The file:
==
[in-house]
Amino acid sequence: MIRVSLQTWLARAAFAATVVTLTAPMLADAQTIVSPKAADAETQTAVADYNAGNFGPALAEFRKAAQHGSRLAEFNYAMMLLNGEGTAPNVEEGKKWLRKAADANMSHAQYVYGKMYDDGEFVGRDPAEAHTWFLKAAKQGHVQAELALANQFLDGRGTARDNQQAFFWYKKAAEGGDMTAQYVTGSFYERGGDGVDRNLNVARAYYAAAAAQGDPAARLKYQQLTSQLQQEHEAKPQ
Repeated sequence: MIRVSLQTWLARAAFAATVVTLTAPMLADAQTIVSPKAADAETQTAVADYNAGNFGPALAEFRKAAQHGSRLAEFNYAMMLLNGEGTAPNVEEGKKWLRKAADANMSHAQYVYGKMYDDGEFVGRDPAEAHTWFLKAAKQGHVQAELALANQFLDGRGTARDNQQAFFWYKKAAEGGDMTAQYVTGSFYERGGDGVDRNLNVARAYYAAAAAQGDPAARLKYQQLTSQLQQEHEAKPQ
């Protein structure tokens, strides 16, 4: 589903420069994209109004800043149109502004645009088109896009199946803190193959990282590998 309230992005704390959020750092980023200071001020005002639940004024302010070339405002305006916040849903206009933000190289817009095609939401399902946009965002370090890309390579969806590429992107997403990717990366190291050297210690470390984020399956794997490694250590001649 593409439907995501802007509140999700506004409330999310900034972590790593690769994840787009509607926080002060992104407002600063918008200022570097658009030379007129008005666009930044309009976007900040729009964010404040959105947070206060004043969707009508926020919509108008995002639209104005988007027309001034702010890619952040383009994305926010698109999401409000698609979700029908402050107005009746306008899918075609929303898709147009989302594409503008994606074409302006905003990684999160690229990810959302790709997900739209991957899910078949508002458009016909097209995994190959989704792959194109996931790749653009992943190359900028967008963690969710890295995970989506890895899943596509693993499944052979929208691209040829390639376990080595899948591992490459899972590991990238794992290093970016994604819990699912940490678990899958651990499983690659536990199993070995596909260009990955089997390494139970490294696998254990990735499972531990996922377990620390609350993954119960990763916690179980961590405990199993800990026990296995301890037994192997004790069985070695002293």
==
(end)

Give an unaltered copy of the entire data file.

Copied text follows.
[in-house]
Amino acid sequence: MIRVSLQTWLARAAFAATVVTLTAPMLADAQTIVSPKAADAETQTAVADYNAGNFGPALAEFRKAAQHGSRLAEFNYAMMLLNGEGTAPNVEEGKKWLRKAADANMSHAQYVYGKMYDDGEFVGRDPAEAHTWFLKAAKQGHVQAELALANQFLDGRGTARDNQQAFFWYKKAAEGGDMTAQYVTGSFYERGGDGVDRNLNVARAYYAAAAAQGDPAARLKYQQLTSQLQQEHEAKPQ
Repeated sequence: MIRVSLQTWLARAAFAATVVTLTAPMLADAQTIVSPKAADAETQTAVADYNAGNFGPALAEFRKAAQHGSRLAEFNYAMMLLNGEGTAPNVEEGKKWLRKAADANMSHAQYVYGKMYDDGEFVGRDPAEAHTWFLKAAKQGHVQAELALANQFLDGRGTARDNQQAFFWYKKAAEGGDMTAQYVTGSFYERGGDGVDRNLNVARAYYAAAAAQGDPAARLKYQQLTSQLQQEHEAKPQ
């Protein structure tokens, strides 16, 4: 589903420069994209109004800043149109502004645009088109896009199946803190193959990282590998 309230992005704390959020750092980023200071001020005002639940004024302010070339405002305006916040849903206009933000190289817009095609939401399902946009965002370090890309390579969806590429992107997403990717990366190291050297210690470390984020399956794997490694250590001649 593409439907995501802007509140999700506004409330999310900034972590790593690769994840787009509607926080002060992104407002600063918008200022570097658009030379007129008005666009930044309009976007900040729009964010404040959105947070206060004043969707009508926020919509108008995002639209104005988007027309001034702010890619952040383009994305926010698109999401409000698609979700029908402050107005009746306008899918075609929303898709147009989302594409503008994606074409302006905003990684999160690229990810959302790709997900739209991957899910078949508002458009016909097209995994190959989704792959194109996931790749653009992943190359900028967008963690969710890295995970989506890895899943596509693993499944052979929208691209040829390639376990080595899948591992490459899972590991990238794992290093970016994604819990699912940490678990899958651990499983690659536990199993070995596909260009990955089997390494139970490294696998254990990735499972531990996922377990620390609350993954119960990763916690179980961590405990199993800990026990296995301890037994192997004790069985070695002293």